So far, two types of conflict resolution mechanisms have been envisioned, and the readers are challenged to come up with new ones! The first mechanism is based on the opinions of the parliamentary candidates collected prior to the elections and aggregated in special web applications called 'vaalikone' in Finnish. With the help of the vaalikone-service the voters can rank the candidates based on how closely the opinions of the candidates match the voter's own worldviews on a range of policy issues.

Several media corporations have recently enabled the distribution of all the answers of the parliamentary candidates aggregated in the vaalikone-service as open data for anyone to perform analysis on. So, it is easy find out, for some conflicting policy goals recorded in the Wiki Government Programme (or in the official Government Programme, for that matter), what the majority of the elected parliamentary representatives would have wanted to do about the controversial issues prior to the elections. Hence, adopting the majority opinion of the elected representatives from the vaalikone data is one way of resolving disputes.

A second way of resolving conflicts in the collective goal setting of the Wiki Government Programme is based on people's values as regards the funding decisions. A collective budgeting tool called the Budget Game will help in setting up the budget and demonstrating which policy goals are affordable subject to fiscal and personal value based constraints. In its simplest implementation, currently under construction, the players (= anybody interested in budgeting) are asked to fill out two separate value ranking lists. Basically, the players have to tell which policy areas they would fund and in which order, if there was money available. The players also have a possibility of telling, which policy areas' funding they would diminish and in which order if funding needed to be cut. No math or finance skills are needed for participation. It suffices for a player to know his or her own priorities: “If there is money available, elderly care should be funded before the military programs”, for example.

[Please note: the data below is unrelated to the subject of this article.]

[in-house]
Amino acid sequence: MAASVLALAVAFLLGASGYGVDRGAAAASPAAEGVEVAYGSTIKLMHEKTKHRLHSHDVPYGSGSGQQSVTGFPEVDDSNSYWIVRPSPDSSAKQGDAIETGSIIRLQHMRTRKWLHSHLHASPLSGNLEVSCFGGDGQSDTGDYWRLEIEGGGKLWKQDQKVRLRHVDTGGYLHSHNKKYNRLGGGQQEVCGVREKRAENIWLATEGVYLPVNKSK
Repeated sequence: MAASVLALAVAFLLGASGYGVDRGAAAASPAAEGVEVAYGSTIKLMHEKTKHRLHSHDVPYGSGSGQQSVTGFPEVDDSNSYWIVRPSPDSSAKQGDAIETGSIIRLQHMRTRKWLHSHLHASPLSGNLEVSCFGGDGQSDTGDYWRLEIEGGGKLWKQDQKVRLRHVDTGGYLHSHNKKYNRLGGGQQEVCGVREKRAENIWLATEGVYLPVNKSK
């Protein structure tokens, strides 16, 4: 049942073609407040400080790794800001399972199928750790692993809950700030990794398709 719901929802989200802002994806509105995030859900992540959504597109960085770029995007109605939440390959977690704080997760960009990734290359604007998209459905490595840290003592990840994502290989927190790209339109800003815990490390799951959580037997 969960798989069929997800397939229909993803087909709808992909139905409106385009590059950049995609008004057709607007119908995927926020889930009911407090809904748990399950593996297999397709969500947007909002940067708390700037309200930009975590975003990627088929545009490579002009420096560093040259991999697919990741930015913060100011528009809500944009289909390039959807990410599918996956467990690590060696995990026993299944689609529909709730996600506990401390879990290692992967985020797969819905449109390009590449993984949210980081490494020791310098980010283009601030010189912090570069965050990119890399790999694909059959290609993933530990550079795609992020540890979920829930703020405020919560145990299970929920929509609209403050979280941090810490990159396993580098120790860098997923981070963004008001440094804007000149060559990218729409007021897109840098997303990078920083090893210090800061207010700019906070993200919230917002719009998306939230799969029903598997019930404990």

Analogously, the value ranking can also be performed by doling to each player the same amount of toy money, which depends on the number of players and on the magnitude of the budget. After all players have distributed their toy money among the policy areas they are interested, the budget has been constructed. Of course, several constraints should be factored in to make the budget realistic. For example, the players can only affect the non-fixed cost structure of the budget. After all, most costs, such as the pensions stay nearly fixed or change in a predetermined manner from year to year.